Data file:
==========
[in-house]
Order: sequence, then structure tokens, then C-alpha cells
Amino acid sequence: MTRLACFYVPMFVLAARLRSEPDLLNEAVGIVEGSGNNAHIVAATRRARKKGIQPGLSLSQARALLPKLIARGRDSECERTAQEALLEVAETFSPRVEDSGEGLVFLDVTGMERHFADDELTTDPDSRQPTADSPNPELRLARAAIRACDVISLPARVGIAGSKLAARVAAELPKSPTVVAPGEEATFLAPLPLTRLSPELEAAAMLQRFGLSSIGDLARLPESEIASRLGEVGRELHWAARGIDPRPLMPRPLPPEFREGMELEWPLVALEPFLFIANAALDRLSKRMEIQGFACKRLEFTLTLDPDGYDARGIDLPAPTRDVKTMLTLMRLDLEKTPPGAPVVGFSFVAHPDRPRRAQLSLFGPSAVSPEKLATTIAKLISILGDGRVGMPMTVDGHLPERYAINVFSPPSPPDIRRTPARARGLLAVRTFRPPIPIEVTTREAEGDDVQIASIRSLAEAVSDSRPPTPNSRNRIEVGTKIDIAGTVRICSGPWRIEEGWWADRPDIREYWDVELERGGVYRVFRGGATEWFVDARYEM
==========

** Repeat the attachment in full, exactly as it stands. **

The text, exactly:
[in-house]
Order: sequence, then structure tokens, then C-alpha cells
Amino acid sequence: MTRLACFYVPMFVLAARLRSEPDLLNEAVGIVEGSGNNAHIVAATRRARKKGIQPGLSLSQARALLPKLIARGRDSECERTAQEALLEVAETFSPRVEDSGEGLVFLDVTGMERHFADDELTTDPDSRQPTADSPNPELRLARAAIRACDVISLPARVGIAGSKLAARVAAELPKSPTVVAPGEEATFLAPLPLTRLSPELEAAAMLQRFGLSSIGDLARLPESEIASRLGEVGRELHWAARGIDPRPLMPRPLPPEFREGMELEWPLVALEPFLFIANAALDRLSKRMEIQGFACKRLEFTLTLDPDGYDARGIDLPAPTRDVKTMLTLMRLDLEKTPPGAPVVGFSFVAHPDRPRRAQLSLFGPSAVSPEKLATTIAKLISILGDGRVGMPMTVDGHLPERYAINVFSPPSPPDIRRTPARARGLLAVRTFRPPIPIEVTTREAEGDDVQIASIRSLAEAVSDSRPPTPNSRNRIEVGTKIDIAGTVRICSGPWRIEEGWWADRPDIREYWDVELERGGVYRVFRGGATEWFVDARYEM